The Good Shepherd
Year C 2019
Alleluia, Christ is Risen;
The Lord is Risen indeed, Alleluia.
I didn’t get “goose bumps” this morning. At least not like I did on Easter when we proclaimed that truth and heard the Alleluia’s for the first time after Lent. What has changed? I have. We have. The world has! So, the lessons for this morning are written for me and for us. They are a reminder that our faith is more than a moment by moment feeling. They are given to remind us of how we are to live out the truth of Easter, not just out of our own desires, but instead out of the love of God that we are called to know, proclaim and live out.
We hear in Acts about the continuing work of God as Peter raises Tabitha. It is a story of hope in the midst of death in this new fledgling church. I love the details about the clothes Dorcus, which was her Greek name, had made. It is a story of God’s action and redeeming love.
The passage from Revelation is about the power of God in heaven. It addresses the truth of God working. “They will hunger no more, and thirst no more… for the Lamb at the center of the throne will be their shepherd”.
John’s gospel reminds us that Jesus is the shepherd. We will know his voice and follow, and no one will be able to separate us.
These lessons all reflect the truth of this moment in the season of Easter. They reflect the collect we used to begin this service. They reflect the truth of Jesus as the Good Shepherd.
Over the past week, we have experienced in all the chaos that a messy world brings, it is sometimes is hard to see and know and proclaim this Easter acclamation. In a world filled with pain and death. Attacks on people as they worship have stood out over the last year, but we also continue to see shootings at schools. There is hate for those who are different either in color, gender, age or faith or, you can fill in the blank. Where is the Good Shepherd; where are the Alleluia’s? I have also been overwhelmed realizing so much of this hate is done in the name of Christ; so much of the terrorism we face is done by those acting out what they believe is a Christian agenda.
John, throughout his Gospel, never allows the love proclaimed on Easter morning, the Grace given, the power of resurrection, indeed the truth of Jesus Christ, to dissolve into sentiment or emotion. Its expression is always revealed in commitment. In other words, love; the love we proclaim on Easter and throughout this season, is not sitting still and enjoying some good feeling, nor is it just words. No, that love is action, movement and growth. True love requires something of you; it is not just something that you receive. True love means we must stand up to hate. True love is about relationship and about God’s call to live in that relationship. True love is about obedience and about the freedom that we find when we choose God. True love is the response to God's call; to hearing his voice. This resurrection thing that requires from us that we recognize and follow it - it also calls us to be willing to stand up to the hate proclaimed even from Christians.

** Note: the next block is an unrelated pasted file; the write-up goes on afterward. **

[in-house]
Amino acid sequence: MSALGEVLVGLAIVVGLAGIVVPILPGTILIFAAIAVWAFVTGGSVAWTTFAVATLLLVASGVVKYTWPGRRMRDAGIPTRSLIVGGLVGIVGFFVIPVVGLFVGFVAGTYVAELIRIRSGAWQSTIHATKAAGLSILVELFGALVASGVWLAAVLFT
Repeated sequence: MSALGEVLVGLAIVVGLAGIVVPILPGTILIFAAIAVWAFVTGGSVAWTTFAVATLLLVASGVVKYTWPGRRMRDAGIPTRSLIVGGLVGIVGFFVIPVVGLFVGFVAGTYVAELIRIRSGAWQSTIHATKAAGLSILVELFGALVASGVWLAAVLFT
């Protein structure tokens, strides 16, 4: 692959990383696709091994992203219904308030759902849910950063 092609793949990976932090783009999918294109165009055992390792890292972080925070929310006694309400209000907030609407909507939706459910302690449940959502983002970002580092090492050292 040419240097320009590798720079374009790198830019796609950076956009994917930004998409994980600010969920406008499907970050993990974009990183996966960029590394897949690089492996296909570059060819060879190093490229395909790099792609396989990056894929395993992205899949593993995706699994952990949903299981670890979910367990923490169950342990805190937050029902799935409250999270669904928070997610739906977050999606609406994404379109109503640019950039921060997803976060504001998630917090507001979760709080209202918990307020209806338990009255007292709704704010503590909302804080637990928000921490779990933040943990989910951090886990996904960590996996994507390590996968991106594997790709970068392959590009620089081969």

Freedom is an amazing thing. It is a gift in our relationship with God. Freedom, true freedom is a choice, not just to be able to do whatever we desire. Freedom, true freedom is the willing choice to join in God’s communion. True freedom is found when we choose to live, not by our own desires but instead God’s. In Baptism, you give away freedom and take on responsibility. The paradox is that the only way you can be truly free is to commit yourselves to Jesus Christ and to make his kingdom real no matter what hate we may face; what hate those around us face because of who they are. When we face hate, in the name of Christ, we know God’s kingdom and we know the freedom found in the power of resurrection.
So how do we sustain this faith, especially in this world filled with chaos? Well, God has given us each other and His Spirit. It is hard, after four weeks, to hear Alleluia in the same way we heard it on Easter Day. But through this time together gathered around this table and knowing His presence, we can come from disobedience to obedience; we can know the perfect freedom found in relationship with God. We can listen for a voice; a still small voice; the voice of a shepherd; a voice that we know and follow.
Alleluia, Christ is Risen. The Lord has risen indeed. Alleluia.
Comments are closed.